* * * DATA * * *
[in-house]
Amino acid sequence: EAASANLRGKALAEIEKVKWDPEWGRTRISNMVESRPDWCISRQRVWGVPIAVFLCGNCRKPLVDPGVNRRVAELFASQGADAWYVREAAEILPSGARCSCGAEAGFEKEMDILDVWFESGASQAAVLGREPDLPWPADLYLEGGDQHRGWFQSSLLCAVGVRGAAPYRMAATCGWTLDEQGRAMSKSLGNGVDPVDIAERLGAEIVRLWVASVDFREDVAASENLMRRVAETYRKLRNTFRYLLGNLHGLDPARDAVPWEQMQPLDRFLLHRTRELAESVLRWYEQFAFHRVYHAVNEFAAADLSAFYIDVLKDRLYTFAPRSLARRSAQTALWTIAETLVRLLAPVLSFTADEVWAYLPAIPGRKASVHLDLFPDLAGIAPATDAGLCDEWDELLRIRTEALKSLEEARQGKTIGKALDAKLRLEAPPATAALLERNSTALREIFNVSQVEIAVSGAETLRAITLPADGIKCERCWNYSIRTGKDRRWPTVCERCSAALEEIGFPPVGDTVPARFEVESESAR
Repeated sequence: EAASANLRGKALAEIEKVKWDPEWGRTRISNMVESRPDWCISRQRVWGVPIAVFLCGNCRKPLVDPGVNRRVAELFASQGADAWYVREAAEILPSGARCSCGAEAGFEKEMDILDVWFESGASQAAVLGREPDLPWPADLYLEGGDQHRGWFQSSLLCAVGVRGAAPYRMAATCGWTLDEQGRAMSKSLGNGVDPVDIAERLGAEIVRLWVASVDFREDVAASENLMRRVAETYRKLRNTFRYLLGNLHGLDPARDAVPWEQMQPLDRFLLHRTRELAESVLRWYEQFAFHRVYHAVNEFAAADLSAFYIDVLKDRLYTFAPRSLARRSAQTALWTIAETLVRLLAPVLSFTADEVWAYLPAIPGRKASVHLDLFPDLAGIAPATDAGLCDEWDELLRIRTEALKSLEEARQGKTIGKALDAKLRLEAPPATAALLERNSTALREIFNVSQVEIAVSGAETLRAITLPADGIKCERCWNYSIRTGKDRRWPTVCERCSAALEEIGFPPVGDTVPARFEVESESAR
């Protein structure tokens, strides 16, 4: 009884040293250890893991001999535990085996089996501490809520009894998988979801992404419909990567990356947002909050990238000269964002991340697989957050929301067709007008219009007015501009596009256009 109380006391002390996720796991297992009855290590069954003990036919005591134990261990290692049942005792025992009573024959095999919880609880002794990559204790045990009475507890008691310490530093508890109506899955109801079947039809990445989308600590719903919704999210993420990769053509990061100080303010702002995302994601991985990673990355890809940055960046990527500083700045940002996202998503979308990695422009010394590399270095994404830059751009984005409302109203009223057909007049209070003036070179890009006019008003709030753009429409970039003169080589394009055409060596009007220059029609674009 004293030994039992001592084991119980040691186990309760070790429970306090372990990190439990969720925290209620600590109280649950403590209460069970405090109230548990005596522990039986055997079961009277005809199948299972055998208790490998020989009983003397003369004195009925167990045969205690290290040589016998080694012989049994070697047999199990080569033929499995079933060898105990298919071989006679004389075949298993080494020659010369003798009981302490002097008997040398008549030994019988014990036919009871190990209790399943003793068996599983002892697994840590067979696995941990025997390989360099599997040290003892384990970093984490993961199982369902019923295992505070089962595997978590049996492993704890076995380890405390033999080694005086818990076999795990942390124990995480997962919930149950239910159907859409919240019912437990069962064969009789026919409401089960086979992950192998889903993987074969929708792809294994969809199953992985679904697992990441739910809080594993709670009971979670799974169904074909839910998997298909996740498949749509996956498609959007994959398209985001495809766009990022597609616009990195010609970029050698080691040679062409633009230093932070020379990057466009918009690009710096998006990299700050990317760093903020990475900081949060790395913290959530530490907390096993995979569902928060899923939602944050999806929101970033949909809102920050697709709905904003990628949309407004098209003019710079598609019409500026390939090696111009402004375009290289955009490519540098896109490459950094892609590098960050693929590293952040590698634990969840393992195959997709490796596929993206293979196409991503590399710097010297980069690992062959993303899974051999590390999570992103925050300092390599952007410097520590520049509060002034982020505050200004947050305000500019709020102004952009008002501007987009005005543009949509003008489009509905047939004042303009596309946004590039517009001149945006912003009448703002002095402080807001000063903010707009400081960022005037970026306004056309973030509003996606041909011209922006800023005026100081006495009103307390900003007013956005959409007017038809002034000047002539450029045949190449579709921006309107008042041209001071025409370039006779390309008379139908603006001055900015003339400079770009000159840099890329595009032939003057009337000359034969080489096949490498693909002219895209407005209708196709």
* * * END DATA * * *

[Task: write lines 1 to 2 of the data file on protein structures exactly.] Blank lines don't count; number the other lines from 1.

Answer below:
[in-house]
Amino acid sequence: EAASANLRGKALAEIEKVKWDPEWGRTRISNMVESRPDWCISRQRVWGVPIAVFLCGNCRKPLVDPGVNRRVAELFASQGADAWYVREAAEILPSGARCSCGAEAGFEKEMDILDVWFESGASQAAVLGREPDLPWPADLYLEGGDQHRGWFQSSLLCAVGVRGAAPYRMAATCGWTLDEQGRAMSKSLGNGVDPVDIAERLGAEIVRLWVASVDFREDVAASENLMRRVAETYRKLRNTFRYLLGNLHGLDPARDAVPWEQMQPLDRFLLHRTRELAESVLRWYEQFAFHRVYHAVNEFAAADLSAFYIDVLKDRLYTFAPRSLARRSAQTALWTIAETLVRLLAPVLSFTADEVWAYLPAIPGRKASVHLDLFPDLAGIAPATDAGLCDEWDELLRIRTEALKSLEEARQGKTIGKALDAKLRLEAPPATAALLERNSTALREIFNVSQVEIAVSGAETLRAITLPADGIKCERCWNYSIRTGKDRRWPTVCERCSAALEEIGFPPVGDTVPARFEVESESAR